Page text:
This was the first Allergy Academy study designed for non-healthcare professionals – more specifically for parents, families, teachers, nurses and carers working with allergy and, in particular, with allergic children. It covered the three main stages of the 'allergic march' – eczema, food allergy and asthma/respiratory allergy.
The allergic rhinitis presentation is below. Please see here for the food allergy presentations, here for the eczema presentation or here for a report on the full day.
Sniffing and Sneezing – is it an allergy?
Dr Sophie Faroque, consultant at St Mary's Hospital, London
Rhinitis is a nasal inflammation that causes an itchy, runny, dripping, blocked nose; it also causes snoring, a mucous drip down the throat and is often related to hyperactivity. There can be many causes but allergic rhinitis is the predominant form in children although only in around one third of adults. There has been a significant increase in rhinitis over the last 30 years and there is a strong link between allergic rhinitis and asthma.
Most common causes
• tree pollen
• house dust mite faeces
• animal dander
• food sometimes, although not as often as is sufferers may feel that it does
• hay does not cause rhinitis
• flowers with small, heavy pollen distributed by birds and bees does not cause allergic rhinitis
• grasses and trees whose pollen is distributed by the wind, does cause allergic rhinitis
Airborne allergens and irritants cause a release of histamine in the nasal passages, which, in turn, causes inflammation and fluid production in the nasal passages, the sinuses and the eyelids.
Skin prick tests, in the context of the patient's history, can be a very useful way of diagnosing the allergy and pinpointing the allergen.
Why would one treat rhinitis?
• it significantly affects patients' quality of life
• untreated, it leads to significant complications:
– sleep disturbance
– glue ear
– asthma – asthma and rhinitis need to be treated as two sides of one condition, not separately
• untreated, rhinitis can impact seriously on daily life
– schooling (GCSE exams all coincide with the peak of the pollen season and the 43% of adolescents who suffer from allergic rhinitis will drop a grade if they take their exams in the pollen season)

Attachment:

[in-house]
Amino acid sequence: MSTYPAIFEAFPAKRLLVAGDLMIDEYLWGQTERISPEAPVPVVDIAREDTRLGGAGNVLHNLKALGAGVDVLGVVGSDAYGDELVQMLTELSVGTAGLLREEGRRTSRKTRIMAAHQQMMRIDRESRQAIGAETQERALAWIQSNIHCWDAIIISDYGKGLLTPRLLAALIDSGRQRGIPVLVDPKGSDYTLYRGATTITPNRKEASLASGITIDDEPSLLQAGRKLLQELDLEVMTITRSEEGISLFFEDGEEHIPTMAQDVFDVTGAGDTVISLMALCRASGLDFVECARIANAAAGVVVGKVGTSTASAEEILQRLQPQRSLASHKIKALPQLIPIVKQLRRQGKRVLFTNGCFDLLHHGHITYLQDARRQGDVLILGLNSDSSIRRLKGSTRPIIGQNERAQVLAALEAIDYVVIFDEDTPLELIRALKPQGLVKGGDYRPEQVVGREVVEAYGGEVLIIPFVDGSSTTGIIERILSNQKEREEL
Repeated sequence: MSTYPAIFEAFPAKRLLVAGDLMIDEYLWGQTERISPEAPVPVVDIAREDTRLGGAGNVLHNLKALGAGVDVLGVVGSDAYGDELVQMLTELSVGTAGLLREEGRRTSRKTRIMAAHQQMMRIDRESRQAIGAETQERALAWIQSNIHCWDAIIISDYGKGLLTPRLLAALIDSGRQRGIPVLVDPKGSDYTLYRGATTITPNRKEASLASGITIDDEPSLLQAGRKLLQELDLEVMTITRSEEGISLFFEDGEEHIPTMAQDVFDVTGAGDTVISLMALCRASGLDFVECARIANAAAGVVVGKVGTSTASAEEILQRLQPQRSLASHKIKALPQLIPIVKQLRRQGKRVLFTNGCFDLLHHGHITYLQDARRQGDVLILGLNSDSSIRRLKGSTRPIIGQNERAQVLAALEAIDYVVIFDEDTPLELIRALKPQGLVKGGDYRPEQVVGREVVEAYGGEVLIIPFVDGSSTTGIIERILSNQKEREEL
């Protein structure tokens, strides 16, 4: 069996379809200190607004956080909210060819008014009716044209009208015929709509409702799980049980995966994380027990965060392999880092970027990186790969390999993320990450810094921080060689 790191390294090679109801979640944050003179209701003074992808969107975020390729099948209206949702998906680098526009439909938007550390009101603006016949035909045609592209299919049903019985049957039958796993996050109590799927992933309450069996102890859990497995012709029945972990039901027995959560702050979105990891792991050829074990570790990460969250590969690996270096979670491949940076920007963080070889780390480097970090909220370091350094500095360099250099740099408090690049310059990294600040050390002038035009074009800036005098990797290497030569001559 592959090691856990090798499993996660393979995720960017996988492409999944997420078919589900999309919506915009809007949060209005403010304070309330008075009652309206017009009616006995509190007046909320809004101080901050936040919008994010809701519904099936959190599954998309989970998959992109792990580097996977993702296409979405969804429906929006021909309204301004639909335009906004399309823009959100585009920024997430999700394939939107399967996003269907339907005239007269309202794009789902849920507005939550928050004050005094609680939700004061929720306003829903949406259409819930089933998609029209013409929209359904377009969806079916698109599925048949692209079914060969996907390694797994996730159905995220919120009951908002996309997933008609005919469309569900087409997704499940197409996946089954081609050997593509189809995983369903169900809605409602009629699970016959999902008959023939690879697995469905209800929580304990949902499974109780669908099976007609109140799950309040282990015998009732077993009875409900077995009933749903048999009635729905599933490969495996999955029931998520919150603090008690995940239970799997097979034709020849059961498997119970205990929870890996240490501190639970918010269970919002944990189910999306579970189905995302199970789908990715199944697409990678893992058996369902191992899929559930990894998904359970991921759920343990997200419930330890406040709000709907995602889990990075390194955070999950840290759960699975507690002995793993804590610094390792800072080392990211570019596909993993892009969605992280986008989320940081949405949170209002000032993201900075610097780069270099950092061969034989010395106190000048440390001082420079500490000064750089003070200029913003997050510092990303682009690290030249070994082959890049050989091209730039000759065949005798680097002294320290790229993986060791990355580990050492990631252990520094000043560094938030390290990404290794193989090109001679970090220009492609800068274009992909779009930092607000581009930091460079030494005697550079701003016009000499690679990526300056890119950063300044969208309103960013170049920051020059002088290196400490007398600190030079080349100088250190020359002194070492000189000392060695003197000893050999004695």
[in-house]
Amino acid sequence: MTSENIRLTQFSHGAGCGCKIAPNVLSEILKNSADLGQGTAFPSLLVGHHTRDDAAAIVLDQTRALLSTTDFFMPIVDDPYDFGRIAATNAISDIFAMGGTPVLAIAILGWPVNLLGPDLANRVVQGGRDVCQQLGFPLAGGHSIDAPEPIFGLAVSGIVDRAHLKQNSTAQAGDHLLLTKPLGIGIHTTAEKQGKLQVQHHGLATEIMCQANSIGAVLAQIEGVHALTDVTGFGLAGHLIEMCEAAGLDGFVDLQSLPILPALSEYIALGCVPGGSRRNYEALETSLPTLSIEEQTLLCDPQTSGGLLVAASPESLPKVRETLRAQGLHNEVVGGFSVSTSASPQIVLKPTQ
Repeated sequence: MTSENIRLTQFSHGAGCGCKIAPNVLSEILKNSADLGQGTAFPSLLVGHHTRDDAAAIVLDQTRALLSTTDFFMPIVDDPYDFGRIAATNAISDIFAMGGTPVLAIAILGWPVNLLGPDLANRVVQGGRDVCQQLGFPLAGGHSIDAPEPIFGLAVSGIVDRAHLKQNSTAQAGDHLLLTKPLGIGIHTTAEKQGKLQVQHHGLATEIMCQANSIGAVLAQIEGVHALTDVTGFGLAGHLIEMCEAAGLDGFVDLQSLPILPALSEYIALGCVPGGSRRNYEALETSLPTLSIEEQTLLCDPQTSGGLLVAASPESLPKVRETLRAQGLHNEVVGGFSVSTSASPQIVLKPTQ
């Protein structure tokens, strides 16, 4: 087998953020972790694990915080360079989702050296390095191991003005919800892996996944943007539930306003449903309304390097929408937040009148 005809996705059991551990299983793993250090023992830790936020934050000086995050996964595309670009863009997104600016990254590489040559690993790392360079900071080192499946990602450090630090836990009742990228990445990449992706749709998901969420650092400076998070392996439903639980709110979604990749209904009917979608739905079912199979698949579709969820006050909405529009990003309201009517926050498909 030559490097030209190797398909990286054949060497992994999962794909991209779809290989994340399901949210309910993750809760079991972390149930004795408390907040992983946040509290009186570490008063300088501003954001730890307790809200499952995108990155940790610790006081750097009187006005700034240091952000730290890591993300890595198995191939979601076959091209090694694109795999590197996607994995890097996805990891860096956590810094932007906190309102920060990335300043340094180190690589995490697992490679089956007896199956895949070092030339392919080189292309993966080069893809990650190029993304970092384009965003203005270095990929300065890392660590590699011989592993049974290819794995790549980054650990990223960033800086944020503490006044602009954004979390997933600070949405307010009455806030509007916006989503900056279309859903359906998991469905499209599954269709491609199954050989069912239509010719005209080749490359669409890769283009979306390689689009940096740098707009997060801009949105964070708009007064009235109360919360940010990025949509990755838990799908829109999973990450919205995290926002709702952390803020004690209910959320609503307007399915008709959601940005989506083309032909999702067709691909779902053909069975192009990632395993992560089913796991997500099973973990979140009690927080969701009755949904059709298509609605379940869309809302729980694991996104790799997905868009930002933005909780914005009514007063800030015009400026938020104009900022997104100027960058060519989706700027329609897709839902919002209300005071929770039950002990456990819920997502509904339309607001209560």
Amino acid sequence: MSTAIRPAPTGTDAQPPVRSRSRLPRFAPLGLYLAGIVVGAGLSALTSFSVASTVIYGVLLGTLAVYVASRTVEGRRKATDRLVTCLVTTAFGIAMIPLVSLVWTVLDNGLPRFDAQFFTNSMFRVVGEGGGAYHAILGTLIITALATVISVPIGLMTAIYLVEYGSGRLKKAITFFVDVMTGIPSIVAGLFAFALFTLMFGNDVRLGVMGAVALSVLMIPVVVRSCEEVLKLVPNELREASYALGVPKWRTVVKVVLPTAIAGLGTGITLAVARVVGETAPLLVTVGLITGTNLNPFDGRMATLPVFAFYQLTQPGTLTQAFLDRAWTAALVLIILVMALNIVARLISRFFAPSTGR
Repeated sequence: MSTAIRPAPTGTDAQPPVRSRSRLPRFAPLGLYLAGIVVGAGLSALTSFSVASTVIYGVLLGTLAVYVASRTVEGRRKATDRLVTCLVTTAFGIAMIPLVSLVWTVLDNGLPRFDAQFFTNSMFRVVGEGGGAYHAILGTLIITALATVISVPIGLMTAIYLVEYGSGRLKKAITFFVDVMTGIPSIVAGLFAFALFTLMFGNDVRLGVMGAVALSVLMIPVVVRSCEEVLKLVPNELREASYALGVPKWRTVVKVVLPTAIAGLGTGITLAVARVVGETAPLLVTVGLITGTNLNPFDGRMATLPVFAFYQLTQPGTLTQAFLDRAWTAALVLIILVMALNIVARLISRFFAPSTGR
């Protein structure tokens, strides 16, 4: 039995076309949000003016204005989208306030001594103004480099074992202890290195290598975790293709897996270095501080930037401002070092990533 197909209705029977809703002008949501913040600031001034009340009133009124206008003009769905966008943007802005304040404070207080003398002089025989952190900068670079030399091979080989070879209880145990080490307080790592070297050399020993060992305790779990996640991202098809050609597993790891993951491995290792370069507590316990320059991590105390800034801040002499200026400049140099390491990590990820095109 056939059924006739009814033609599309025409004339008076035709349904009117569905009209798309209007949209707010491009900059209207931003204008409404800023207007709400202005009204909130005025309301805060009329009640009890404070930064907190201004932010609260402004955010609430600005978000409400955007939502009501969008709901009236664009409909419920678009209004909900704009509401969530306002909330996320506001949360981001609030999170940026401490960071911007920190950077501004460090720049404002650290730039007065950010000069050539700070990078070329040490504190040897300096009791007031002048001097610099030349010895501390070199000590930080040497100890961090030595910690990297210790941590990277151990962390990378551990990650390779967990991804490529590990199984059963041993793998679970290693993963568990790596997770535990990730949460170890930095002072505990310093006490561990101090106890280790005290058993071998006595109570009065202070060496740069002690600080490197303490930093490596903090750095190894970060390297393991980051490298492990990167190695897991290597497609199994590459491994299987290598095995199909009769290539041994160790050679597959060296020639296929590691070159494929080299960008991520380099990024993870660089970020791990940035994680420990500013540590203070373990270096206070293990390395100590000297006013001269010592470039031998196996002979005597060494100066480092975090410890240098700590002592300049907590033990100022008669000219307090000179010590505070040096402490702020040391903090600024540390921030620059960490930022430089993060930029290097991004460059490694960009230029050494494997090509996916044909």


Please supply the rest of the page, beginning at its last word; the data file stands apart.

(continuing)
• surgery (very rarely)
What changes are you prepared to make?
• Pets. Animal dander is a major allergen and there is really no such thing as a hypo-allergenic dog or cat. Cat allergens are particularly sticky and it can take up to four years for allergen levels to fall in a house where there has been a cat unless there is a major and deep clean.
If you cannot bear to get rid of the animal then keep it out of the bedroom
and deep clean the bedroom.
• Dust mite. There is no way of completely eliminating dust mites. But you must be thorough as half measures in terms of elimination will not help. However, be sure that it is house dust mite that is the problem before cleaning – skin prick tests will identify the allergen.
– remove carpets or damp clean
– replace curtains with blinds of shutters
– reduce humidity in the room
– cover mattresses, pillows and bedding with mite proof covers
– remove soft toys and cushions
– hot wash toys to kill the mites (NB. Freezing the toys will kill the mites but not remove the faeces which are the allergic element)
• Avoiding pollen
– wear sunglasses
– do not mow grass or be near grass when it is being mowed
– plant a low allergen garden
– remove allergenic trees, such as birch, from your garden if you can
– keep windows closed when there is a high pollen count
– holiday by the sea or out of the pollen season it in the country
– avoid going out in the wind
– shower as soon as you come in from the garden
– use nasal filters – they are surprisingly successful in keeping pollen out of the nasal passages
– antihistamines – quick and flexible although can make you drowsy. (Piriton is particularly drowsy making.) Good as eye drops.
– steroid nose sprays decrease the inflammation in the nose but need to be used correctly, prophylactically and regularly. They take time to work but are the most effective control measure in the long term. However, they must be used properly to be effective. See below.
– decongestants provide instant relief but after a few days of use you get 'rebound' making the original condition worse
– immunotherapy – it can only be used for those with one or two inhaled allergens (not for asthma) but it can be effective and can delay the onset of asthma in children
– steroids. While nasal steroids are effective and have very few side effects, taking steroids orally, especially over a long period, may impact on a child's growth.
• Using nasal steroid sprays
– make sure you start at least 4 weeks before the pollen season starts
– wash the nose out with salt water before applying the spray
– do not sniff it back or tilt back the head so that the spray runs down the back of the throat
– the spray needs to stay in the nose
– if it feels as though it is running out, wash you teeth!! It will help the spray to stay in place!
– nasal sprays will also help runny and itchy eyes
• Take home message – be proactive – treat your rhinitis – it is easy to treat and will make a huge difference to your quality of life.
More articles on rhinitis
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